A security guard stands at the gate of the Reserve Bank of India (RBI) headquarters in New Delhi. (Photographer: Anindito Mukherjee/Bloomberg)

Investor Who Called India Cash Crunch Now Sees Less Hawkish RBI

(Bloomberg) -- In July, Suyash Choudhary warned a liquidity crisis is looming in India and funding costs for companies were set to soar.

Now, as investors get to grips with a cash crunch made worse by the debt crisis at a lender, Choudhary, the head of fixed-income funds at IDFC Asset Management Co., says the Reserve Bank of India may go slow in adding to the two rate increases since June.

“Financial conditions have turned tight, and I think the RBI will have to pace incremental tightening at this juncture,” he said in an interview. “If they don’t, it will risk financial stability and seriously hurt growth.”

India’s authorities are already pulling out the stops to ensure financial stability, with the central bank and the government taking steps last week to boost liquidity and support the rupee. Brokerages including Edelweiss Securities Ltd. and Nirmal Bang Equities Pvt. say that a more targeted approach to improving cash supply is needed as defaults by the IL&FS Group have roiled sentiment and sent volatility in the stock market to a seven-month high.

Investor Who Called India Cash Crunch Now Sees Less Hawkish RBI

The RBI may deliver two rate hikes by March-end, said Choudhary, even though one-year swap rates are pricing in more than three back-to-back increases. The central bank has raised its policy rate by 50 basis points this year to 6.5 percent. Most economists in a Bloomberg survey are calling for a 25-basis point increase next week to stem inflationary pressure due to the sharp decline in the rupee, Asia’s worst-performing currency in 2018.

The bond market, Choudhary said, is underpricing liquidity action from the central bank, which he expects will buy at least one trillion rupees ($13.8 billion) of bonds by March end. The RBI has spent 500 billion rupees on debt purchases since April 1 to top up the liquidity sucked by advance tax payments and the central bank’s attempts to support the rupee.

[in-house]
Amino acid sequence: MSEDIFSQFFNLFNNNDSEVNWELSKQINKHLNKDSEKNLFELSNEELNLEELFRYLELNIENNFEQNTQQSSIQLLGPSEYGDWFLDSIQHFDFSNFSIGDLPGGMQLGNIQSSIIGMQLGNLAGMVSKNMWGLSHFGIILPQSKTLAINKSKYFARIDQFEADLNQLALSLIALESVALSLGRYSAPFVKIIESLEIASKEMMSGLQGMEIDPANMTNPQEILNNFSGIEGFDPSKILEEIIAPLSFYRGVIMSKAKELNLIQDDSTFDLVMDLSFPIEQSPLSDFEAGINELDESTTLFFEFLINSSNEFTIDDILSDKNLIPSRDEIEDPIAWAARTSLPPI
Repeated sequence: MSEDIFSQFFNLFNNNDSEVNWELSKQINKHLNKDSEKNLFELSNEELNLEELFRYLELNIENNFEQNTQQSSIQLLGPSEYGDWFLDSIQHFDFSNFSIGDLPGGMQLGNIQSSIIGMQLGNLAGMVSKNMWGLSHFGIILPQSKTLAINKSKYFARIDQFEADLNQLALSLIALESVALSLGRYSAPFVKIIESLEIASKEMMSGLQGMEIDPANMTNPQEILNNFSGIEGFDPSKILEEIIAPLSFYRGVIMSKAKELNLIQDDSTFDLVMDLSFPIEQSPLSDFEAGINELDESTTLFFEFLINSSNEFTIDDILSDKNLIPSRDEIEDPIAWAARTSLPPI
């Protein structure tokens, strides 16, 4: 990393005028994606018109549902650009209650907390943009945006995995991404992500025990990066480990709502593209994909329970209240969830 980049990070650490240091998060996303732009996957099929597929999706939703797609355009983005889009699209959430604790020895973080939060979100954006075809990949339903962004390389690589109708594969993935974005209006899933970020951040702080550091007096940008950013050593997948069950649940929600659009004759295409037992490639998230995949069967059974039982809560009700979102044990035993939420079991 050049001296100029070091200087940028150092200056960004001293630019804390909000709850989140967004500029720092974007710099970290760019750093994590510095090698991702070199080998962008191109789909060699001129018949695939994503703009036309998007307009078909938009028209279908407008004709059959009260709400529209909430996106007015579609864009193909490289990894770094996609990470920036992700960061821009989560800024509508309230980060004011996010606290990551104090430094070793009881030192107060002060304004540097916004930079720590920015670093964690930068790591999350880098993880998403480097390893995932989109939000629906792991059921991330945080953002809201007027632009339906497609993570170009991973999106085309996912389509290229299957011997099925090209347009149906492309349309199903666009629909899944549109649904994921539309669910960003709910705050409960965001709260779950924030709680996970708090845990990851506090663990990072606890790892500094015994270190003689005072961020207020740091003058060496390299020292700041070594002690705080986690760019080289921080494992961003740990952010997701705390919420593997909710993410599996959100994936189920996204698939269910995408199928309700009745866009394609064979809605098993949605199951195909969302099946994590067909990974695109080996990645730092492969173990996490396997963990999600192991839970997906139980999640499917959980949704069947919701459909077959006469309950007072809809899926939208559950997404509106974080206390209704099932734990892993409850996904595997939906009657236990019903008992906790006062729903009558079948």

Liquidity Requirement

On Thursday, banks were allowed to dip further into statutory reserves to help them meet their liquidity ratio requirement, a step that would boost cash available for lending.

“The action on liquidity coverage ratio is consistent with our view that the RBI will push against incremental tightening in financial conditions,” Choudhary said.

IDFC Asset prefers sovereign papers maturing in five years and AAA corporate bonds as the “best trades to play the fade in excess tightening expectations that are being built in,” Choudhary said. He is cautious on lower-rated and high-carry strategies as the IL&FS crisis has led to a spike in short-term rates and begun to stress financing plans.

For instance, yields on one-year debt of top-rated firms rose 27 basis points in September to 8.72 percent, the most since May. And three companies pulled 58 billion rupees of debt sales in September, the most in at least a decade.

Given the backdrop, raising borrowing costs further may not help stem declines in the rupee, according to Nomura.

“With currency weakness largely driven by global factors and the real rate cushion already quite high in India, monetary tightening is not necessarily an effective instrument for limiting currency depreciation, analysts at Nomura wrote in a note.

Below are key economic events due next week:

  • Monday, Oct. 1: Japan Tankan index, South Korea trade, manufacturing PMIs across Asia, Thailand CPI, Indonesia CPI
  • Tuesday, Oct. 2: South Korea industrial production, Australia rate decision, Sri Lanka rate decision
  • Wednesday, Oct 3: Australia building approvals, Japan services PMI
  • Thursday, Oct. 4: Australia trade balance
  • Friday, Oct. 5: Philippines CPI, Australia CPI, India rate decision, Taiwan CPI

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